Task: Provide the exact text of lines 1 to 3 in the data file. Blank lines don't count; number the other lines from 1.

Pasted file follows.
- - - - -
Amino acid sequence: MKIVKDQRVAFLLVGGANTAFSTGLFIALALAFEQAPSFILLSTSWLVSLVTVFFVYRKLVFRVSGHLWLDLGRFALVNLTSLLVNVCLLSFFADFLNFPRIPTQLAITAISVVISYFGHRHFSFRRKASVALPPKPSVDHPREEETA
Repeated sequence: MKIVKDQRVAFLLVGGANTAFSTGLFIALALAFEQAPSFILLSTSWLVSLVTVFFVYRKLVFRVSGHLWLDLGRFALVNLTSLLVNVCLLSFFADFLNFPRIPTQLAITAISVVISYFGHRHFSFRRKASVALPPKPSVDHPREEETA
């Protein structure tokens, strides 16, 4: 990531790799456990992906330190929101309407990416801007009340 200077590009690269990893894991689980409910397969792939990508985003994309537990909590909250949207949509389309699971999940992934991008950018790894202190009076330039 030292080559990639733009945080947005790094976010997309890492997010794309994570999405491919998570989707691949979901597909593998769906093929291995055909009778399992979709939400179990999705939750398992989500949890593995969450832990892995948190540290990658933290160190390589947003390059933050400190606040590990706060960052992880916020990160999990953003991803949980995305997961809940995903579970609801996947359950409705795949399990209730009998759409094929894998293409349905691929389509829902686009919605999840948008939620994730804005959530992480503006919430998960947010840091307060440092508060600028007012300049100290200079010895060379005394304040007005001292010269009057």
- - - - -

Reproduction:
Amino acid sequence: MKIVKDQRVAFLLVGGANTAFSTGLFIALALAFEQAPSFILLSTSWLVSLVTVFFVYRKLVFRVSGHLWLDLGRFALVNLTSLLVNVCLLSFFADFLNFPRIPTQLAITAISVVISYFGHRHFSFRRKASVALPPKPSVDHPREEETA
Repeated sequence: MKIVKDQRVAFLLVGGANTAFSTGLFIALALAFEQAPSFILLSTSWLVSLVTVFFVYRKLVFRVSGHLWLDLGRFALVNLTSLLVNVCLLSFFADFLNFPRIPTQLAITAISVVISYFGHRHFSFRRKASVALPPKPSVDHPREEETA
């Protein structure tokens, strides 16, 4: 990531790799456990992906330190929101309407990416801007009340 200077590009690269990893894991689980409910397969792939990508985003994309537990909590909250949207949509389309699971999940992934991008950018790894202190009076330039 030292080559990639733009945080947005790094976010997309890492997010794309994570999405491919998570989707691949979901597909593998769906093929291995055909009778399992979709939400179990999705939750398992989500949890593995969450832990892995948190540290990658933290160190390589947003390059933050400190606040590990706060960052992880916020990160999990953003991803949980995305997961809940995903579970609801996947359950409705795949399990209730009998759409094929894998293409349905691929389509829902686009919605999840948008939620994730804005959530992480503006919430998960947010840091307060440092508060600028007012300049100290200079010895060379005394304040007005001292010269009057």